Here is a really bad one - using euthanized and road kill animals to produce animal protein. That's right, all those dogs, cats, bunnies, and other animals that are left in large animal shelters can be used in producing animal food, euthanasia drugs and all. I don't know which companies do this, and how common it is, but this a reported occurrence. I have personally seen the road kill bin at a transportation facility, which was emptied periodically into a protein factory. Type 'euthanized pet food' in a web search if you want to read more about it, but be prepared for what you find.
The ingredients we want to avoid seeing in our pet's food is animal protein, by-products or digest, or other nebulous descriptions. If it says animal, it can come from anywhere. But what about those companies that tout chicken or pig as their big ingredient? First, read the entire ingredients label to make sure there are no mystery ingredients somewhere down the list. If you don't know what the ingredient is or why it is there, ask someone - it might have a purpose, or it just might be a cheap filler.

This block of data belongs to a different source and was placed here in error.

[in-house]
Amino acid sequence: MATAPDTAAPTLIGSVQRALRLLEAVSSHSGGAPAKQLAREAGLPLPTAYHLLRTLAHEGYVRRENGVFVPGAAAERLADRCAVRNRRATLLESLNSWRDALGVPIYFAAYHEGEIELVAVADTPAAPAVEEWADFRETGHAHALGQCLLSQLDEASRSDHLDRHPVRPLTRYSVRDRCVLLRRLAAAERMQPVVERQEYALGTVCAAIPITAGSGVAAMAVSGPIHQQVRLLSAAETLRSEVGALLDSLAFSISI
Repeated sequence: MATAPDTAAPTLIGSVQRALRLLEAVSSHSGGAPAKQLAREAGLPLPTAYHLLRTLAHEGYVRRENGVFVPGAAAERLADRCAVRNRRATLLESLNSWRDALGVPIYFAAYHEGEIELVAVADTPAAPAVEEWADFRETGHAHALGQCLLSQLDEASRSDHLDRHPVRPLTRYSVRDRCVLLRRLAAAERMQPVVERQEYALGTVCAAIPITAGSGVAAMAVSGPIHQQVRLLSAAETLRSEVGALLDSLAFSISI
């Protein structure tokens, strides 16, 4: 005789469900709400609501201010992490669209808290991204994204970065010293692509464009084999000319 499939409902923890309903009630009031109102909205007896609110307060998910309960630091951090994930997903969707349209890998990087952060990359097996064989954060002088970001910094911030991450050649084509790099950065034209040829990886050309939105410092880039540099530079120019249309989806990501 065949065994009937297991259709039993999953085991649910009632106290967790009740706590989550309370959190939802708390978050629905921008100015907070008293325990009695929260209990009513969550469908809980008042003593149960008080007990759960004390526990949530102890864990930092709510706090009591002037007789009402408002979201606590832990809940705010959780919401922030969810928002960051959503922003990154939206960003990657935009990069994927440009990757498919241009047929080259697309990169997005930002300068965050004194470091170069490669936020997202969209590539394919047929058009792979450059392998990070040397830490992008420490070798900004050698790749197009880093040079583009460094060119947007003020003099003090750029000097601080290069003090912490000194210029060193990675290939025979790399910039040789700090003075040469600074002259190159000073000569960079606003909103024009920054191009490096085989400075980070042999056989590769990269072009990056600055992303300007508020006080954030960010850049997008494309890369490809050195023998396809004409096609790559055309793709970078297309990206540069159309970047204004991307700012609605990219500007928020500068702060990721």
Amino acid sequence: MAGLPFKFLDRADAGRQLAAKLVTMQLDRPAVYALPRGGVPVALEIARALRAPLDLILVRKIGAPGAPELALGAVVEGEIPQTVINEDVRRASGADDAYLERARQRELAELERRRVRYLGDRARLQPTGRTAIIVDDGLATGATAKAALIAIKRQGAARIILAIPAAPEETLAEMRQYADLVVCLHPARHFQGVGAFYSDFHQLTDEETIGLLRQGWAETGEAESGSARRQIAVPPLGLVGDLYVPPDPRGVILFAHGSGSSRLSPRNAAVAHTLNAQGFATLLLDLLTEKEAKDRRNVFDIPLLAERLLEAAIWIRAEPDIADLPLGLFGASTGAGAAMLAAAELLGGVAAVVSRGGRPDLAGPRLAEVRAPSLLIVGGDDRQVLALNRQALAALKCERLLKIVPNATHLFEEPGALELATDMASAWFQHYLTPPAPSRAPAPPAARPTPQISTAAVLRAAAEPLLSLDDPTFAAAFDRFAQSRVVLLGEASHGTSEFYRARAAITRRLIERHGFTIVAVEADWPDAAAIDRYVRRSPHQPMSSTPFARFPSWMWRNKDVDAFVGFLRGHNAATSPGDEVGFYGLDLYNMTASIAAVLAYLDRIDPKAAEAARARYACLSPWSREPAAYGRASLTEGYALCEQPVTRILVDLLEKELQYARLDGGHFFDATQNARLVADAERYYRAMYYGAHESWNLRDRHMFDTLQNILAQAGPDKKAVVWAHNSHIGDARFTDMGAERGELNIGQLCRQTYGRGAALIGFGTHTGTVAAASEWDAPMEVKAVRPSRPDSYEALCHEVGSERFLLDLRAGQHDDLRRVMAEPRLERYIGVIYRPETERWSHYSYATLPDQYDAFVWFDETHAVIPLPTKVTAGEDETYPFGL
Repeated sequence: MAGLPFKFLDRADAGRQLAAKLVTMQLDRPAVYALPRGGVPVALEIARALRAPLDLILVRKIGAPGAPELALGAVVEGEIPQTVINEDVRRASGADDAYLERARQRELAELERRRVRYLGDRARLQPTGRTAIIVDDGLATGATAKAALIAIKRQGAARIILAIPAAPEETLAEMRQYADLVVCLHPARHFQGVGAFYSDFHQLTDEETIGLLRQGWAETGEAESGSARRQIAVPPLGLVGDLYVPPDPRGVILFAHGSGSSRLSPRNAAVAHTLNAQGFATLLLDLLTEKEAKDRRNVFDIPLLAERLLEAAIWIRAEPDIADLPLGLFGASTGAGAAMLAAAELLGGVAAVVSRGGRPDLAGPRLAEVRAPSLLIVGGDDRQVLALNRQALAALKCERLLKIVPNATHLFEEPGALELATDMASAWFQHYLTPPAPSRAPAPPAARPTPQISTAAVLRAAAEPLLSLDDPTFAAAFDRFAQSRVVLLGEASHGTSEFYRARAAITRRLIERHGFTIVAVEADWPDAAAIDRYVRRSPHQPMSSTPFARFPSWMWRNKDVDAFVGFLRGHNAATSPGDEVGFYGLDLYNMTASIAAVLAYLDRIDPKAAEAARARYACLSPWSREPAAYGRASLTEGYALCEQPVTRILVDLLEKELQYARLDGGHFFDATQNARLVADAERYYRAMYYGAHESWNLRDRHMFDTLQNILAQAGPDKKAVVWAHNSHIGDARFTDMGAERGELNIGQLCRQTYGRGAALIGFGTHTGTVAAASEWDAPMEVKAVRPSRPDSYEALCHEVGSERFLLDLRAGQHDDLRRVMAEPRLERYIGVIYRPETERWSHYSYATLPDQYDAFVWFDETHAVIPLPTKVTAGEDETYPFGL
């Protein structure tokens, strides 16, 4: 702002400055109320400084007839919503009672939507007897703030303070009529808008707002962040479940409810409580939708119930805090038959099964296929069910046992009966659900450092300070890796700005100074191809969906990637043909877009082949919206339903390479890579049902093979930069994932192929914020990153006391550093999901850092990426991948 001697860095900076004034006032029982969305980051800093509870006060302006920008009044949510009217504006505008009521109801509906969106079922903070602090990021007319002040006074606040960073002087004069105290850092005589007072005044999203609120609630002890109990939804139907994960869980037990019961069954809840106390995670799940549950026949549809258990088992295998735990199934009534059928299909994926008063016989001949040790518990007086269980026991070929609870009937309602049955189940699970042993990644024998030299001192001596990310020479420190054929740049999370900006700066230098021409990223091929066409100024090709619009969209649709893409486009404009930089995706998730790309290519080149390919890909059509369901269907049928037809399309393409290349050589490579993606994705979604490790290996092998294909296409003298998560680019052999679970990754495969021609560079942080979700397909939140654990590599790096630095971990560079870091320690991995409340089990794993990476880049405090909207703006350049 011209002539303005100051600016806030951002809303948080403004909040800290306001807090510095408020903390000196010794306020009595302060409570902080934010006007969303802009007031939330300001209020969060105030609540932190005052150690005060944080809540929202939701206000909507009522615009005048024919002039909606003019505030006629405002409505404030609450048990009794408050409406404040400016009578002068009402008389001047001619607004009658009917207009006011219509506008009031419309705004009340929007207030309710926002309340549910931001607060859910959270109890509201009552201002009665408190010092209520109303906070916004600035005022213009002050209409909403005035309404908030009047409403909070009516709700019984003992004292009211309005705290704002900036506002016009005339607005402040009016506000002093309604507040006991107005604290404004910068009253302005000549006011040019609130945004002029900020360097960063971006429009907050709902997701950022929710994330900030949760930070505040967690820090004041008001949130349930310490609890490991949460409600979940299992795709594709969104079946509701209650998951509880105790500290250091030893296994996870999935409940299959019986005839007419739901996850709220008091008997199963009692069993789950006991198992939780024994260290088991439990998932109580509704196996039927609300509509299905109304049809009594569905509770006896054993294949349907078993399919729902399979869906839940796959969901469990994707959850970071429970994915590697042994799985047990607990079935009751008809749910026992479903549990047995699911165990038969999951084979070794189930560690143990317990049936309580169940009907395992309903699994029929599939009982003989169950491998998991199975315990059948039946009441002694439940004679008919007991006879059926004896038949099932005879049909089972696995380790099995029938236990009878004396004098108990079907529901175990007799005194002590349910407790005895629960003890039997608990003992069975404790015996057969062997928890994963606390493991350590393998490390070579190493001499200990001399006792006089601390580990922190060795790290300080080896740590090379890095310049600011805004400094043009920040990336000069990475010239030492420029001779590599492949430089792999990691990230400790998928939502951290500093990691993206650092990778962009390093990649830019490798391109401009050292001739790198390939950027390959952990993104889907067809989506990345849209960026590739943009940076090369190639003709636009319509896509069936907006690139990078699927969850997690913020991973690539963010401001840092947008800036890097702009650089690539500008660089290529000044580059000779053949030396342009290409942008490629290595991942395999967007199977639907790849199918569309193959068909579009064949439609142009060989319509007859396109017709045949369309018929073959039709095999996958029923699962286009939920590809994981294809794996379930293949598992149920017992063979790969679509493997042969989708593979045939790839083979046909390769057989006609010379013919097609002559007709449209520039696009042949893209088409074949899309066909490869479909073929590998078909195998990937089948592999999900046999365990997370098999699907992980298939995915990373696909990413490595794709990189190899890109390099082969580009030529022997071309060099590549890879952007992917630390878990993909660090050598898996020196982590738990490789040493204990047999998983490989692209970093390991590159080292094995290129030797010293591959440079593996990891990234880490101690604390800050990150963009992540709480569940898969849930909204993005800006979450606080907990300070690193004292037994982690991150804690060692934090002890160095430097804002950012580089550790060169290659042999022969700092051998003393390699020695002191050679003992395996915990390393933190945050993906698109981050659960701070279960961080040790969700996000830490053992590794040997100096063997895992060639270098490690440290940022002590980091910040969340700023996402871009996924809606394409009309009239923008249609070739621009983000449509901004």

After checking all the ingredients, there is yet another way to lower the quality of the food - using sick, diseased, or dead chickens, pigs, or cows instead of healthy, and therefore typically healthier for your pet, animals. Other ingredients, such as by-products or digest, can have a lot of unsavory components. If it says by-products, it can be any part of the animal. I was told by one pet food advisor that typically the by-products are the organs, which is often good for your pet, but unless that is verified, you just don't know. After an animal is cleaned for consumption, the left-over bits are put in a large vat, chewed up and digested with microbes and enzymes, and then put in the pet food. Although some of these parts may be acceptable, all of them are certainly not.